Winter flounder drawing.
Winter flounder drawing.
Courtesy: Maine Department of Marine Resources

Winter Flounder (Pleuronectes americanus)

Alternate common name: Blackback Flounder, Georges Bank Flounder.
Color: Adults vary in color from shades of dark brown to gray or olive green; may have mottled blotches and light specks. Juveniles are lighter and have more spotting.
Size: Average about 12 inches long.
Habitat: Open water, muddy and sandy bottom.
Seasonal appearance: All year; most common in winter.


The body of the winter flounder is oval-shaped, flat, and thick. Beginning life with eyes on both sides of its head, after a few weeks, the left eye migrates to the right side of the body. The eyes remain close together on the upper side of the fish. The left, or blind side, of the fish is white and faces the bottom. Unlike other Rhode Island flounder, winter flounder have rough scales and a small mouth, with thick, puckered lips and small rows of slightly rough, flattened teeth. Winter flounder can change color to blend in with the bottom type, but generally are much darker than most other flatfish.

Critter Fact Flounders with both eyes on the right side of their bodies are referred to as "right-eyed" flounder.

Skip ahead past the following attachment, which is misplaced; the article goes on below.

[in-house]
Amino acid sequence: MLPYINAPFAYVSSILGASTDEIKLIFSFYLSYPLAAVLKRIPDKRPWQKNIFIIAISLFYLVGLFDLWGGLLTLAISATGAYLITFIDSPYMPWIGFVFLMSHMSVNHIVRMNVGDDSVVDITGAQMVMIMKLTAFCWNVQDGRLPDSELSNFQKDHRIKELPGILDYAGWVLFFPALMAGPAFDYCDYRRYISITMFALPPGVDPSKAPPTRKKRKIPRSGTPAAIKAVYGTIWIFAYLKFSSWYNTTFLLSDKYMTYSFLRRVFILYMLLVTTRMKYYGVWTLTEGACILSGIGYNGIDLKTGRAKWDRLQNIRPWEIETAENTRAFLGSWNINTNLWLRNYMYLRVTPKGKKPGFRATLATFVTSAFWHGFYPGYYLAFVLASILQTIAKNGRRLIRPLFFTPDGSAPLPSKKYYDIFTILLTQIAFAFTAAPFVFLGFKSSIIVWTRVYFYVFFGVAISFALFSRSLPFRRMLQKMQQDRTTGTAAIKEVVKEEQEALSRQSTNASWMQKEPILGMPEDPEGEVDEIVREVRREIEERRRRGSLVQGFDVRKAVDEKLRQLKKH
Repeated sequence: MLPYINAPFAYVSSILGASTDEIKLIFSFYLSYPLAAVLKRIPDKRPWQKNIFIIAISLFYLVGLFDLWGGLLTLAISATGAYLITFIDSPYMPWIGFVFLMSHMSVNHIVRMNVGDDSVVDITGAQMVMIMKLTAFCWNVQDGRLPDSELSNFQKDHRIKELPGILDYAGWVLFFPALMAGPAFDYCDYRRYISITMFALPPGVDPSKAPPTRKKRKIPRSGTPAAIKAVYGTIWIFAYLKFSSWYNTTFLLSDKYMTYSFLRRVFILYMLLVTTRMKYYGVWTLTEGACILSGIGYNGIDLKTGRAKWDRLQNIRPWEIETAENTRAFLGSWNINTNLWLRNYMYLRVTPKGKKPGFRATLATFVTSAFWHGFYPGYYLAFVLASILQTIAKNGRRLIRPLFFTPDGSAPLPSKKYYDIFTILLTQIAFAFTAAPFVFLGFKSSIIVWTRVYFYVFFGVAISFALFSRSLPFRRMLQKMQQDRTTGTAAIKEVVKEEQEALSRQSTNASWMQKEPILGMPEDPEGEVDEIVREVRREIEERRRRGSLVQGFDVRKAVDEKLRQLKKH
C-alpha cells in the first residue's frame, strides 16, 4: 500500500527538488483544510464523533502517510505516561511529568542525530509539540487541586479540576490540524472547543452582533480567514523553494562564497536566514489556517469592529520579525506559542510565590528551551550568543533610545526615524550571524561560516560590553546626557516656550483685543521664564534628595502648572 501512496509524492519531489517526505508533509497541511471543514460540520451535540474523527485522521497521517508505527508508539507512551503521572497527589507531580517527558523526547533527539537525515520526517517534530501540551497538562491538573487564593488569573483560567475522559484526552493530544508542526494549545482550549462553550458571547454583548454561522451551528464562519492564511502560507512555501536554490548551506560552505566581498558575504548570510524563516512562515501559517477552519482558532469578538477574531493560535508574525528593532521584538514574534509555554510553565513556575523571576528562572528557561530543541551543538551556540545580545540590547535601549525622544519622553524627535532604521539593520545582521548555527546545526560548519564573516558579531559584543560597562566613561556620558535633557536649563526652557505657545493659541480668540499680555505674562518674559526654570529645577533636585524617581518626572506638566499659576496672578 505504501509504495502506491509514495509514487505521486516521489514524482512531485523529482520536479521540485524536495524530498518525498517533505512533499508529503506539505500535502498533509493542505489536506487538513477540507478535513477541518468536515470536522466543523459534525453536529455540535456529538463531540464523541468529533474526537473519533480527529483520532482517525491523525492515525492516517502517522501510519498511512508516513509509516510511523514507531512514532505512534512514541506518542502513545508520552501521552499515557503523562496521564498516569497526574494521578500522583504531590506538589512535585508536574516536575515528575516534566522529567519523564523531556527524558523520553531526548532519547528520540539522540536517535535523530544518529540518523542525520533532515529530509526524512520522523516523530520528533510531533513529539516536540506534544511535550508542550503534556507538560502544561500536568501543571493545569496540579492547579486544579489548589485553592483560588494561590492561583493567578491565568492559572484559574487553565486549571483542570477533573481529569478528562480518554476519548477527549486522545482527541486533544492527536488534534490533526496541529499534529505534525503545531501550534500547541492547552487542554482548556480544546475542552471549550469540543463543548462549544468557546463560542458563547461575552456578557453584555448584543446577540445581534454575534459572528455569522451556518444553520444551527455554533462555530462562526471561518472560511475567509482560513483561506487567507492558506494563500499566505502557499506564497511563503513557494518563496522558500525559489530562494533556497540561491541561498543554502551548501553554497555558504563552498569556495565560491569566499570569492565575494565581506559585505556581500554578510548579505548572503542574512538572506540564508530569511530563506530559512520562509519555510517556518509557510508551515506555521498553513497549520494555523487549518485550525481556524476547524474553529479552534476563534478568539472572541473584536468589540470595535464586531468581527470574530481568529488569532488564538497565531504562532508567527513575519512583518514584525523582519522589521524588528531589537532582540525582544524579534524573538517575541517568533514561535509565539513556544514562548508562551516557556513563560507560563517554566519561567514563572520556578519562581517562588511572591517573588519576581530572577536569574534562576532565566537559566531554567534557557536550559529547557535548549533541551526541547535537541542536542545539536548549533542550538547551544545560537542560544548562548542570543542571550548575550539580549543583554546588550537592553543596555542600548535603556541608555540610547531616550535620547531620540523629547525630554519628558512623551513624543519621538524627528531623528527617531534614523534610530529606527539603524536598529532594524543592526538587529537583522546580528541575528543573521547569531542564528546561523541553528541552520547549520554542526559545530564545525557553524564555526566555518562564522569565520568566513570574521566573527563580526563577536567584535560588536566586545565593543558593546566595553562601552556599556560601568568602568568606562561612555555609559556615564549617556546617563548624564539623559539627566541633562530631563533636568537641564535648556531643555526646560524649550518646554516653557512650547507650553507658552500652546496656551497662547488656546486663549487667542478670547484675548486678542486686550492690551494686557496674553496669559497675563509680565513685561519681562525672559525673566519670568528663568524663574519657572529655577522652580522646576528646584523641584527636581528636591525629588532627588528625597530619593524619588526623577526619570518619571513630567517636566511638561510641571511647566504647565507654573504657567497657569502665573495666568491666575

Life History and Behavior

Narragansett Bay and coastal salt ponds are important spawning areas for winter flounder. Mature adults migrate from deeper waters in the Bay, Rhode Island Sound, and Block Island Sound into shallower waters during the late fall. Spawning occurs in the Bay from late December into April. Females deposit clusters of sinking eggs in slow-flowing coves and embayments. Juvenile fish remain in shallow nursery areas for two to three years before migrating to deeper water. Winter flounder are the only Rhode Island flatfish that spend their entire early life in the estuary.

Winter flounder prefer sandy or muddy bottoms, and are sometimes found near eelgrass beds, but can also be found on many other bottom types. They are omnivores and feed on sand shrimp, amphipods, larval fish, mollusks, worms, and some types of seaweeds and plants.

Fishery Note The New England Fishery Management Council and the Atlantic States Marine Fisheries Commission manage the winter flounder fishery for conservation of the species and longevity of the fishery.

Special Notes

Adapted from The Uncommon Guide to Common Life on Narragansett Bay. Save The Bay, 1998.